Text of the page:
Monday, 29 August 2016

Dissertation Tips


If you're going into your final year of uni, chances are you are going to be writing a dissertation (if not, you are incredibly lucky!). Your dissertation is a huge piece of work, but there is no need to be stressed out about it. So here are some tips from someone who learnt the hard way about writing their dissertation. (Disclaimer - I left my super late to do it, but still ended up with a mid 2:1!)

1. Start researching now
There is a huge chance that you will change your idea, but having some sort of plan is useful. Perhaps do some reading on the components on your dissertation, what you actually need to put in it, and look at some previous work in the area that you want to look into. Google Scholar is of course great, as is academia.edu. It could give you some inspiration.

2. Get in touch with your supervisor
Seriously, use your supervisor. Introduce yourself and tell them some of you initial ideas. That way, when term starts, you won't waste a precious hour with them thinking of a topic from scratch. They'll tell you if they think it is feasible in the time period, and if they have seen any like it in the past.

3. Talk to people who have done one previously, either friends in other years or ask to look at some examples.

4. Set aside some time each week to work on it.
If you have a day off, or even an afternoon, try and work on it, just like a scheduled lecture or seminar would be and try and keep to it weekly.

5. Don't compare yourselves to others
Shut out all the people who said that they have already written half of theirs. They're probably lying.

6. Ask for help
If you are struggling, ask for help. Whether that's from your supervisor, someone who is also researching your area or a friend.

7. Gather information/data first
Don't try and write up too much until you have collected your data. I wrote a literature review before doing any data collection, and then had to spend hours changing large chunks of it so it would fit with my results. Your data will really help shape your project and know what previous research you can look at.

8. Leave yourself plenty of time to write and redraft
Don't leave it to a week until the deadline to start writing. I would advise up to at least 3 weeks before, and a week to look over it. But if you get it done before, than that's brilliant too. But believe me, you will do a lot of editing!

9. Leave time to bind and print
Most universities will have their own or printing company, but even if they don't, most companies will want at least 24 hours if not more to print and bind your work. Make sure you know the place and time where it needs to be submitted and make sure you have time to print!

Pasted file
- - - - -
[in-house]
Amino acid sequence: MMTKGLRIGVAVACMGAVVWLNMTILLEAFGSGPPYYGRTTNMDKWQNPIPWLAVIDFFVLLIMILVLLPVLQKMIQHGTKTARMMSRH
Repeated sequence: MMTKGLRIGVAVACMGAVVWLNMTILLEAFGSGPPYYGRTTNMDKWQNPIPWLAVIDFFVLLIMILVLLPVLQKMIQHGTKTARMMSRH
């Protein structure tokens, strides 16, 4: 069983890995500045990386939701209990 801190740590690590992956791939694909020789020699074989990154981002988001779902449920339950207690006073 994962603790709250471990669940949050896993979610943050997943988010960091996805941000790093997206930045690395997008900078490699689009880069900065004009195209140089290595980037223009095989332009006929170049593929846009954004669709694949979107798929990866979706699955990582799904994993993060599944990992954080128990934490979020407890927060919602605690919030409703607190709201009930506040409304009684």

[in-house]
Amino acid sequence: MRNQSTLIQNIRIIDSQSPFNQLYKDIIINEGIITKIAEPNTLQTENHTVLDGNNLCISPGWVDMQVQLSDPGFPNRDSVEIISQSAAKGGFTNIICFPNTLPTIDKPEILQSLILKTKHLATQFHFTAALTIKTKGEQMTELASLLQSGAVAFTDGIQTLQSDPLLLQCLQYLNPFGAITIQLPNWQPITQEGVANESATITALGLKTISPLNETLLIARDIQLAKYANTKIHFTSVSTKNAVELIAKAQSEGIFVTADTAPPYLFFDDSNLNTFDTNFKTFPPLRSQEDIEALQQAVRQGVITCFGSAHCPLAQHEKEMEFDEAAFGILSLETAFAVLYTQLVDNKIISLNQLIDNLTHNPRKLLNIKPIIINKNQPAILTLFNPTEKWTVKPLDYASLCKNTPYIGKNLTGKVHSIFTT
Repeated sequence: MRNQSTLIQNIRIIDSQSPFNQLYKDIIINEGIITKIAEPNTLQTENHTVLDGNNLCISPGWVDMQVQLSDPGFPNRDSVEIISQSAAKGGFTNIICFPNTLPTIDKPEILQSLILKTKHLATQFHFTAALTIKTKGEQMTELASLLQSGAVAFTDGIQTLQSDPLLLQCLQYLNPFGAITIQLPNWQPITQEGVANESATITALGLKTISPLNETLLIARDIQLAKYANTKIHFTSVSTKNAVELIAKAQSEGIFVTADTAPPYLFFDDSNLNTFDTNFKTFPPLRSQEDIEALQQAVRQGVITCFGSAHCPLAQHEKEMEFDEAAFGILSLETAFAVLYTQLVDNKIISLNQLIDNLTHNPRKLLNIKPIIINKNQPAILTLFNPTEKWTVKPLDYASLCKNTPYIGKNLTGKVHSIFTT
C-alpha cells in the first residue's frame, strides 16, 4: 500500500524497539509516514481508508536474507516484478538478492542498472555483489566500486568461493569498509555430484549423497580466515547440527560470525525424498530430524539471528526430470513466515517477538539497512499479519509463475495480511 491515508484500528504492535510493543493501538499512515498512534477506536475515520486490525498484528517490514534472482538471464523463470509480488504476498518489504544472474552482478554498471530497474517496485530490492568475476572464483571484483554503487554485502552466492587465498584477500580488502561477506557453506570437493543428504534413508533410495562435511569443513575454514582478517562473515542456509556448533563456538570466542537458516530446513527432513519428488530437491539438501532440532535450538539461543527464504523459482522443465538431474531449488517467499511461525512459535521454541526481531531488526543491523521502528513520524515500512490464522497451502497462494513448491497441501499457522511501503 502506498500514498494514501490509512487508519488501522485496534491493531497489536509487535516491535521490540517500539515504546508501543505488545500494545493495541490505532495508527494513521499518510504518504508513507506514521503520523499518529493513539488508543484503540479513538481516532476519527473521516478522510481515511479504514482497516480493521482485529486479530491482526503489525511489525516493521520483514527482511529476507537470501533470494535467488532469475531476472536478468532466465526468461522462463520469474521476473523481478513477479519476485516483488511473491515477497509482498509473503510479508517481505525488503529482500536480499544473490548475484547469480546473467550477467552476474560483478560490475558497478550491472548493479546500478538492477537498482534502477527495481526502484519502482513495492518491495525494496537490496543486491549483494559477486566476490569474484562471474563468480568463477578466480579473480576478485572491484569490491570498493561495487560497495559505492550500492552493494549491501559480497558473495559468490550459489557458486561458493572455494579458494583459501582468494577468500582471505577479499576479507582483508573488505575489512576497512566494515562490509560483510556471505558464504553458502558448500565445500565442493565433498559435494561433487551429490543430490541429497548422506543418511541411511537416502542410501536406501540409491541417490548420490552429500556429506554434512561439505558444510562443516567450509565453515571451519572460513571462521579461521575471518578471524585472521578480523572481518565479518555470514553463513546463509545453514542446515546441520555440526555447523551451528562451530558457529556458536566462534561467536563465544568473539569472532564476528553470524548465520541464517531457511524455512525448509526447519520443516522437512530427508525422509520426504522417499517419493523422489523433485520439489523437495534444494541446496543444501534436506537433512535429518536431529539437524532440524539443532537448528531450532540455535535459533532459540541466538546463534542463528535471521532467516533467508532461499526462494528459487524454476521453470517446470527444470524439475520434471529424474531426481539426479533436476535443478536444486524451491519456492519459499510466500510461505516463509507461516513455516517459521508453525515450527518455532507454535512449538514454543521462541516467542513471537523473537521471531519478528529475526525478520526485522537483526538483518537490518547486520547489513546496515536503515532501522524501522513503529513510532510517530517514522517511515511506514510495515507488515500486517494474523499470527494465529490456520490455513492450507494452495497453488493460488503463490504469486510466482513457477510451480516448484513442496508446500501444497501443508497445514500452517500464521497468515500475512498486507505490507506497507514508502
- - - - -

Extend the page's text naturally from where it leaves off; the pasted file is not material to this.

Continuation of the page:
10. Be proud
A dissertation is a hard thing. 10000 words or even more is a really big task, and you can feel like you are totally alone. But there will never be a greater feeling when it is all handed in!

Good luck everyone who is going into their final year! Make the most of the time you have and enjoy it! 



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Wednesday, 17 August 2016

The Graduate Diaries - Chapter 4


It's time

When I thought about writing about my experiences as a recent graduate, I was expecting it to be filled with my frustrations at the university system, my experiences with being unemployed and trying to find a job and how I cope with living at home. Unfortunately, or fortunately, things haven't exactly turned out that way. 

Life has a funny way of changing in the matter of a few hours. From crying in my room, telling my mum I am not unique or interesting enough to get a job that I really wanted, to going to the interview and being told 15 minutes later that I got it. 

So it looks like this is going to be my last post about my experiences as an unemployed graduate as I start work on Monday. Whilst I sit enjoying my last few days of freedom, I am actually looking forward to it. At the moment, my job is feeling more like something that will get me out of the house every day, give me the chance to meet new people and make new friends. Although my family say that within the first week it will feel like a slog, I can't wait to get some routine back in my life - although the prospect of being on a train at 8.30 in the morning is worrying me slightly! 

The job however is only a year long, so this time next year, I could be starting this up again. But for now, things are looking up. I'm excited about the future and ready to start the next chapter. Goodbye the student who would stress about an essay mark or forget to go food shopping that week, and hello to fully functioning adulthood. And I can't help but be very excited. 





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